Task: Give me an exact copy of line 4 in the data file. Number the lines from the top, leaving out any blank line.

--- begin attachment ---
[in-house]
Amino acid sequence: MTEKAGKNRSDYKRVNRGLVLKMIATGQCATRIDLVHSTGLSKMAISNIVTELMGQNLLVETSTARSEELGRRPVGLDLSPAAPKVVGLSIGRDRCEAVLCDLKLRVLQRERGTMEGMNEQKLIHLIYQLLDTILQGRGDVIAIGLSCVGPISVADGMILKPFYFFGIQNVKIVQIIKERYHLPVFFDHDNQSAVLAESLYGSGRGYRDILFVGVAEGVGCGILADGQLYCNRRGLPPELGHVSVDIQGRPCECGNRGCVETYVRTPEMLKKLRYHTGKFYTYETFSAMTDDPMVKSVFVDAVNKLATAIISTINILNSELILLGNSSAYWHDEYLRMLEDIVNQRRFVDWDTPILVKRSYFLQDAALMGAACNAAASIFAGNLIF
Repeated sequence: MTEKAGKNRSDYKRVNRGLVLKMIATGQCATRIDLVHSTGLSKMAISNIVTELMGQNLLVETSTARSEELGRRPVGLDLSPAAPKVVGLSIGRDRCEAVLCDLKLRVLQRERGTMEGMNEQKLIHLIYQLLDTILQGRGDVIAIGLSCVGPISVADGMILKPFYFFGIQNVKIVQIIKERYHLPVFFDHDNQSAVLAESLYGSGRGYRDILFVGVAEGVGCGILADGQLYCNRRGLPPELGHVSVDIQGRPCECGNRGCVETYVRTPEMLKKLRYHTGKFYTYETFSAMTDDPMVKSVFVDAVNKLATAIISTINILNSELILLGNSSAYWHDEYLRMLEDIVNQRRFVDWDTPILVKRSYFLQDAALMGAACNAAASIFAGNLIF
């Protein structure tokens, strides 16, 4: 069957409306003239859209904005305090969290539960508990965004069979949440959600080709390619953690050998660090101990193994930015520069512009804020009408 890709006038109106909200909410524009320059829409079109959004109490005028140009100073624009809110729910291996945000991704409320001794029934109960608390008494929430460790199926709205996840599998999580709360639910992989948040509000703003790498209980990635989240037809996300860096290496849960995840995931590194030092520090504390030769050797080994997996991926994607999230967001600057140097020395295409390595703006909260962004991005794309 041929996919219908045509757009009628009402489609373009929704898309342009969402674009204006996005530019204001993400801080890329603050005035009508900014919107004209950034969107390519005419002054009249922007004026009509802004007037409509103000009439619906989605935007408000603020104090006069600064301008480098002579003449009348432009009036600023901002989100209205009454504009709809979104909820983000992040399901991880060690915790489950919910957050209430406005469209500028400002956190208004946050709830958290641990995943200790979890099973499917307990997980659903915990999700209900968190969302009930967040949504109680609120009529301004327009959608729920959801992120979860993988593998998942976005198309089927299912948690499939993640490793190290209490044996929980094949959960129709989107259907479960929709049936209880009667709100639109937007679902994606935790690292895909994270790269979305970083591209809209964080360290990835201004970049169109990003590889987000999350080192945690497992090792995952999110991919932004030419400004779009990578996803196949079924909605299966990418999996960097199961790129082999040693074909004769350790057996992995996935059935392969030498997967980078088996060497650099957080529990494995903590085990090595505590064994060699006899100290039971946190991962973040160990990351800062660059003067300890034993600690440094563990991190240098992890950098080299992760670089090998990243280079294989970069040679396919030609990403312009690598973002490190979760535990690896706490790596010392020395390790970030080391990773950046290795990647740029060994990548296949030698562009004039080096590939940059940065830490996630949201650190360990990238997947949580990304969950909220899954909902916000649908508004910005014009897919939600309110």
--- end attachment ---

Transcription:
């Protein structure tokens, strides 16, 4: 069957409306003239859209904005305090969290539960508990965004069979949440959600080709390619953690050998660090101990193994930015520069512009804020009408 890709006038109106909200909410524009320059829409079109959004109490005028140009100073624009809110729910291996945000991704409320001794029934109960608390008494929430460790199926709205996840599998999580709360639910992989948040509000703003790498209980990635989240037809996300860096290496849960995840995931590194030092520090504390030769050797080994997996991926994607999230967001600057140097020395295409390595703006909260962004991005794309 041929996919219908045509757009009628009402489609373009929704898309342009969402674009204006996005530019204001993400801080890329603050005035009508900014919107004209950034969107390519005419002054009249922007004026009509802004007037409509103000009439619906989605935007408000603020104090006069600064301008480098002579003449009348432009009036600023901002989100209205009454504009709809979104909820983000992040399901991880060690915790489950919910957050209430406005469209500028400002956190208004946050709830958290641990995943200790979890099973499917307990997980659903915990999700209900968190969302009930967040949504109680609120009529301004327009959608729920959801992120979860993988593998998942976005198309089927299912948690499939993640490793190290209490044996929980094949959960129709989107259907479960929709049936209880009667709100639109937007679902994606935790690292895909994270790269979305970083591209809209964080360290990835201004970049169109990003590889987000999350080192945690497992090792995952999110991919932004030419400004779009990578996803196949079924909605299966990418999996960097199961790129082999040693074909004769350790057996992995996935059935392969030498997967980078088996060497650099957080529990494995903590085990090595505590064994060699006899100290039971946190991962973040160990990351800062660059003067300890034993600690440094563990991190240098992890950098080299992760670089090998990243280079294989970069040679396919030609990403312009690598973002490190979760535990690896706490790596010392020395390790970030080391990773950046290795990647740029060994990548296949030698562009004039080096590939940059940065830490996630949201650190360990990238997947949580990304969950909220899954909902916000649908508004910005014009897919939600309110």